SPSS VERSION-13 software has been employed to run the test. The T Test procedure produces two test of difference between water samples parameters in the two distinct rivers under investigation. One test assumes the variances of each parameter in the two rivers samples are equal. The Levene Test Statistics tests this assumption. Based on this test, for a significance probability (Sig.) of greater than 0.1, equal variances in the rivers is assumed. Other wise it is ignored and the second test which assumes unequal variance is taken. The frequency of sample variables measurements were three, and the hypothesis was tested at significant level (alpha) 0.05.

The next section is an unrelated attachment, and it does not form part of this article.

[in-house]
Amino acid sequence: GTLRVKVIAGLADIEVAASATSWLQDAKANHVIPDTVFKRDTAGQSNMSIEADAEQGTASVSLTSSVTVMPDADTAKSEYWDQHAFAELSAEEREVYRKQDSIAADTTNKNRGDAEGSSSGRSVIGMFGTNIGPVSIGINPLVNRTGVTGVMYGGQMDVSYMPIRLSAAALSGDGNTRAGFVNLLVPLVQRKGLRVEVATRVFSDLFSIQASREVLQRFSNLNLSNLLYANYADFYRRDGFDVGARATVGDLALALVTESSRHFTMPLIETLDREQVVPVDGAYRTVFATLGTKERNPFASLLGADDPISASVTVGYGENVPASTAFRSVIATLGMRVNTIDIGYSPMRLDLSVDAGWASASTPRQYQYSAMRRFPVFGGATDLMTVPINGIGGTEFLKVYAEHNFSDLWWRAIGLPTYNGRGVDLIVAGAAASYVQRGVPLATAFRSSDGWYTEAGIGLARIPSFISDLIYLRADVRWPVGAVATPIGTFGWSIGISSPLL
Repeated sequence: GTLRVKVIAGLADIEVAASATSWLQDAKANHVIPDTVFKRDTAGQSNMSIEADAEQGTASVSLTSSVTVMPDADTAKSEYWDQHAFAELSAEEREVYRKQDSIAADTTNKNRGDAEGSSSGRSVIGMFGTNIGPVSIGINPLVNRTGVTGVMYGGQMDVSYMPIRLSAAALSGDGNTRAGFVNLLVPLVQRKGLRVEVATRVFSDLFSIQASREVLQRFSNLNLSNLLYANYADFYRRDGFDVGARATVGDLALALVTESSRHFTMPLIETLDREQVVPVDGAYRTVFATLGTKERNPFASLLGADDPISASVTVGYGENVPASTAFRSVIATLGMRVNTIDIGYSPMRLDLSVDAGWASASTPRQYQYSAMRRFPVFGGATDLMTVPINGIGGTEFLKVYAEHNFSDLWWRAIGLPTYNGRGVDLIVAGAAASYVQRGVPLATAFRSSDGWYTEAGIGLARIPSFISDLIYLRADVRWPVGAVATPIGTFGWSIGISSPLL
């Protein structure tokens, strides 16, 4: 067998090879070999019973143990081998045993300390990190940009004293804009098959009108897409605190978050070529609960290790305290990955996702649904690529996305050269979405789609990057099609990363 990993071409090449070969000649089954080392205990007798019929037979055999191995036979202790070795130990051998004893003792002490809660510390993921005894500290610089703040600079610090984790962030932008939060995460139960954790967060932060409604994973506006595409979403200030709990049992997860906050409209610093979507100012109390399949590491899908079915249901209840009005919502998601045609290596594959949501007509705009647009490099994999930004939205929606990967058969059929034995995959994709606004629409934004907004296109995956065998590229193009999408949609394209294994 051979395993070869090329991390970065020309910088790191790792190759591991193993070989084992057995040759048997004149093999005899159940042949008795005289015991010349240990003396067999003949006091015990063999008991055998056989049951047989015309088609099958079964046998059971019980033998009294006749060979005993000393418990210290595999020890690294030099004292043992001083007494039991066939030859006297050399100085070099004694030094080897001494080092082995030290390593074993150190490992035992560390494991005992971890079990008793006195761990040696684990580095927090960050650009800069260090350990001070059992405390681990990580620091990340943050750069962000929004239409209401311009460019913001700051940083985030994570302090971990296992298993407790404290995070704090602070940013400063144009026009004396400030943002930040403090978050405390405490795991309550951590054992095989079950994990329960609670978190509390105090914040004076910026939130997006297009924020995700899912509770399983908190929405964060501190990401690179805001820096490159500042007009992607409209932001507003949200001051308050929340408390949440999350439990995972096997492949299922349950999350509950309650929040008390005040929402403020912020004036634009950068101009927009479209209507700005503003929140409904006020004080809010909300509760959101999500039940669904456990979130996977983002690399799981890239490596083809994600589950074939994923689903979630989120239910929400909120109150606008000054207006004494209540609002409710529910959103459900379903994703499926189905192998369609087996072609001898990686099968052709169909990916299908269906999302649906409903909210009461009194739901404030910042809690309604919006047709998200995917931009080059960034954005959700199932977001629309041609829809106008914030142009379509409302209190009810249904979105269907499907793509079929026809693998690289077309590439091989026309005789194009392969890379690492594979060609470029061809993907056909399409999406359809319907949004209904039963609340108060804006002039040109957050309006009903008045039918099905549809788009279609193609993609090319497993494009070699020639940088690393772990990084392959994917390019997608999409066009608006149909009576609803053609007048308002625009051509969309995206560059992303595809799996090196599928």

Quality and suitability of the rivers’ irrigation water: The water samples that have been analyzed to measure the levels of electrical conductivity, sodium, chloride, calcium, magnesium, carbonate, bicarbonate, pH and boron. In addition, sulfate, phosphate, nitrogen-nitrate, fluoride and chromium were added to asses their levels in the first phase of sample collection. The measured values of the parameters were recorded three times over the six months. Some of the parameters, like nitrate, chromium and sulfate, were found to be below the detection limit of the laboratory instruments. Other important parameters like TDS and ESP were computed by the formulas stated in FAO Soil Bulletin 42 (1985). The adjusted SAR (adj RNa) was recalculated using the newer equation adapted from Suarez (1981).